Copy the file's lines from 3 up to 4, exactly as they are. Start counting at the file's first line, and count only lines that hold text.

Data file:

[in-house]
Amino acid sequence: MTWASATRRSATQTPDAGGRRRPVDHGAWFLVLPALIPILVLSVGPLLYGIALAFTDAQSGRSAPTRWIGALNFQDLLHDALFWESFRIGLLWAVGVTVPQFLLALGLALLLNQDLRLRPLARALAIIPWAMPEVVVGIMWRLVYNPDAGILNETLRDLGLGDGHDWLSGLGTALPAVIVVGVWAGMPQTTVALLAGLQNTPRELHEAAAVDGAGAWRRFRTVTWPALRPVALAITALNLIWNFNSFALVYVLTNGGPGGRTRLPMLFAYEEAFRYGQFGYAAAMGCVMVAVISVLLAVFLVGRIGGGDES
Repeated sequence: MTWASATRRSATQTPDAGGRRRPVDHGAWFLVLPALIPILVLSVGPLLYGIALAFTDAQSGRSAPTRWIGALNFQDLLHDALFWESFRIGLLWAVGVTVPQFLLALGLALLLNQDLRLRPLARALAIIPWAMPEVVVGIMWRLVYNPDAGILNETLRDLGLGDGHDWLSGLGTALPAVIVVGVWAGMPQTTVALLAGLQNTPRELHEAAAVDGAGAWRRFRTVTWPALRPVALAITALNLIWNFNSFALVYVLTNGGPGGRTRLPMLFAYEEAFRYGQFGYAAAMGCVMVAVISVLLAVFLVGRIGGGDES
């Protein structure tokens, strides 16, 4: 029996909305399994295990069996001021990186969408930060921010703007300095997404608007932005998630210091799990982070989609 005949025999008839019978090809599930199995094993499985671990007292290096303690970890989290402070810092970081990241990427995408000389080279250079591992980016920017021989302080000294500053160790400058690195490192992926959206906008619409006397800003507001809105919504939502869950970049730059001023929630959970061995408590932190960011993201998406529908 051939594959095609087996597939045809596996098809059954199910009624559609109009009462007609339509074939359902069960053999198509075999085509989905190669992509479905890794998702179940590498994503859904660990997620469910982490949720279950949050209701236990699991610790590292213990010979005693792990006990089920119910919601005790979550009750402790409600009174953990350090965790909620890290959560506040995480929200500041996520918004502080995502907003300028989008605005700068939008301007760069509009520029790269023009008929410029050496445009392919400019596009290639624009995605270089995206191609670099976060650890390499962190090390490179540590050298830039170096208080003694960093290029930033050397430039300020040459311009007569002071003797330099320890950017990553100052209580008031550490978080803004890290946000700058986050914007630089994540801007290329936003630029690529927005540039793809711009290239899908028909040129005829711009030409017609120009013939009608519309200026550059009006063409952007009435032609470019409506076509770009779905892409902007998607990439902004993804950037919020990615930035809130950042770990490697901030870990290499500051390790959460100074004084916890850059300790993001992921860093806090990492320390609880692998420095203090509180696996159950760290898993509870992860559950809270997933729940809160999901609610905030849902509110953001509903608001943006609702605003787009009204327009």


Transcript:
Repeated sequence: MTWASATRRSATQTPDAGGRRRPVDHGAWFLVLPALIPILVLSVGPLLYGIALAFTDAQSGRSAPTRWIGALNFQDLLHDALFWESFRIGLLWAVGVTVPQFLLALGLALLLNQDLRLRPLARALAIIPWAMPEVVVGIMWRLVYNPDAGILNETLRDLGLGDGHDWLSGLGTALPAVIVVGVWAGMPQTTVALLAGLQNTPRELHEAAAVDGAGAWRRFRTVTWPALRPVALAITALNLIWNFNSFALVYVLTNGGPGGRTRLPMLFAYEEAFRYGQFGYAAAMGCVMVAVISVLLAVFLVGRIGGGDES
């Protein structure tokens, strides 16, 4: 029996909305399994295990069996001021990186969408930060921010703007300095997404608007932005998630210091799990982070989609 005949025999008839019978090809599930199995094993499985671990007292290096303690970890989290402070810092970081990241990427995408000389080279250079591992980016920017021989302080000294500053160790400058690195490192992926959206906008619409006397800003507001809105919504939502869950970049730059001023929630959970061995408590932190960011993201998406529908 051939594959095609087996597939045809596996098809059954199910009624559609109009009462007609339509074939359902069960053999198509075999085509989905190669992509479905890794998702179940590498994503859904660990997620469910982490949720279950949050209701236990699991610790590292213990010979005693792990006990089920119910919601005790979550009750402790409600009174953990350090965790909620890290959560506040995480929200500041996520918004502080995502907003300028989008605005700068939008301007760069509009520029790269023009008929410029050496445009392919400019596009290639624009995605270089995206191609670099976060650890390499962190090390490179540590050298830039170096208080003694960093290029930033050397430039300020040459311009007569002071003797330099320890950017990553100052209580008031550490978080803004890290946000700058986050914007630089994540801007290329936003630029690529927005540039793809711009290239899908028909040129005829711009030409017609120009013939009608519309200026550059009006063409952007009435032609470019409506076509770009779905892409902007998607990439902004993804950037919020990615930035809130950042770990490697901030870990290499500051390790959460100074004084916890850059300790993001992921860093806090990492320390609880692998420095203090509180696996159950760290898993509870992860559950809270997933729940809160999901609610905030849902509110953001509903608001943006609702605003787009009204327009």